Where possible, offer a desk that can be converted into a standing desk - preferably one that offers varying heights to support different users. But if not possible, make sure the desk is matched with a chair that allows for appropriate adjustment to sit comfortably at the desk. If your cleanroom requires people to move around, put desks at differing heights throughout the cleanroom, allowing

your employees to stand and sit. If feasible, when standing, offering them anti-fatigue standing mats.



Lighting can play a crucial role in productivity, preventing headaches, and improving accuracy, among other things. Oftentimes, we light solely overheard, which creates shadows and dark spots. Improper lighting can also increase harsh contrast when looking between screens and your surroundings.

When looking at your cleanroom lighting, make sure that lighting is adequate and color contrasted with your screens. Also, in a cleanroom, make sure the lighting comes from multiple sources and is bright enough to prevent dark spots and shadows, especially when dealing with sensitive materials.


If you have employees who are working on screens, make sure to follow some basic guidelines. Keep the screen roughly an arm’s length away from the user, but the larger the screen the farther away it should be.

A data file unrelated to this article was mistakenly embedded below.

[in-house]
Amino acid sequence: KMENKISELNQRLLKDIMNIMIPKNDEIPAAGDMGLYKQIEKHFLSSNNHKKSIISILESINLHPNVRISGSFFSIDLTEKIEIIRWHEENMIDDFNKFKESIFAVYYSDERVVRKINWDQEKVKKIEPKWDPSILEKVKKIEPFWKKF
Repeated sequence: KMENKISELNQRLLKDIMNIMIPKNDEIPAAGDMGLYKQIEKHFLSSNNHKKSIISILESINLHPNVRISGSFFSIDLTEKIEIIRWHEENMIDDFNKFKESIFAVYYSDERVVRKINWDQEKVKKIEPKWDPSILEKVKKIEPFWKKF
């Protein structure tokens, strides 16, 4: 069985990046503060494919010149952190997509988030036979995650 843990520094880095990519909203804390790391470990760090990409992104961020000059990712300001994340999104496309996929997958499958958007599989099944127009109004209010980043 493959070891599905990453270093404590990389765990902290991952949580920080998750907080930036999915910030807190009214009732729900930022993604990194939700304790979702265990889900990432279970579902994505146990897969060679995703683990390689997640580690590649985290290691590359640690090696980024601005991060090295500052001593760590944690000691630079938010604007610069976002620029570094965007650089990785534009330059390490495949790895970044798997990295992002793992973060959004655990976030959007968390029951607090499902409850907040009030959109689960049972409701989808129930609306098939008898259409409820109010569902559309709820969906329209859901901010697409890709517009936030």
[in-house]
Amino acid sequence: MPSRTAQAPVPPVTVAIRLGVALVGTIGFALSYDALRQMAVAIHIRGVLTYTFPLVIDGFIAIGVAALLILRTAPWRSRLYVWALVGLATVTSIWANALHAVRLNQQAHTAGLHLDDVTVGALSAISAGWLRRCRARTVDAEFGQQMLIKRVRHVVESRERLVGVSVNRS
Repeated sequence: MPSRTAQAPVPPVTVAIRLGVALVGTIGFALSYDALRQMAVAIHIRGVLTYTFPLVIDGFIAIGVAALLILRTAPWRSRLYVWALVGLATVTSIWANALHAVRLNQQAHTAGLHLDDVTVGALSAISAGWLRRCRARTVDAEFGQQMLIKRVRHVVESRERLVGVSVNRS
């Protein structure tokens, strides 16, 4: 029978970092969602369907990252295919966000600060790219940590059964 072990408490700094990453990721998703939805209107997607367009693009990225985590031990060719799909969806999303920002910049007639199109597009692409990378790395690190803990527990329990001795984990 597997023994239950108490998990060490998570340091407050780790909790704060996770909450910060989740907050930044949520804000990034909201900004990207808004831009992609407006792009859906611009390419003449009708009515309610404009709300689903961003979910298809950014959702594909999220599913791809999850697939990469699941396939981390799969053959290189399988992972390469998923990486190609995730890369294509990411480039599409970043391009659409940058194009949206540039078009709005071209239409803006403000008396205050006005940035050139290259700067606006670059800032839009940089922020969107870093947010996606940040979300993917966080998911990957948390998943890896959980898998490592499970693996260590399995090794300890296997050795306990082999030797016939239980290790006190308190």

The screen should also be straight in front of the user’s line of sight, so their neck and back are not bent. If multiple people are using the screen, make the desk or screen stand adjustable.

Additionally, the blue light from screens can be exhausting on the human eye. So consider using blue light blocking screens or covers to prevent eye strain.

Equipment Size And Shape

In a cleanroom, people will most likely need to be handling and moving equipment. It’s important to make sure that the equipment is not heavy and unwieldy, with handles at the appropriate places and formed to easily grip.

What is a crucial part of a cleanroom and contamination control strategy where ergonomics are often overlooked? Your particle counter. This is especially true if you’re using a portable particle counter, which must be picked up and moved to obtain particle counts in different parts of the cleanroom.


If your employees are regularly picking up and moving pieces of equipment, ask yourself:


  • Are they properly trained on how to pick up heavy equipment?
  • How heavy is your equipment?
  • Are there easy to grab and comfortable handles to pick up the equipment? 

Is Your Particle Counter Ergonomical?

Is your particle counter easy to pick up, move, and handle? If it’s not, this could cause unneeded workplace injury and stress. We highly recommend shopping with a manufacturer who keeps humans and functionality in mind when designing their particle counters.


Take the Apex Z, for example, which is designed for ease of use with the longest battery life and shortest recharge time on the market. Not to mention it was built with decades of experience as the world’s clean air experts, so even the smallest detail is taken care of.


Is the Apex Z the right for your cleanroom? Let us help you find out today.

Jun 18, 2021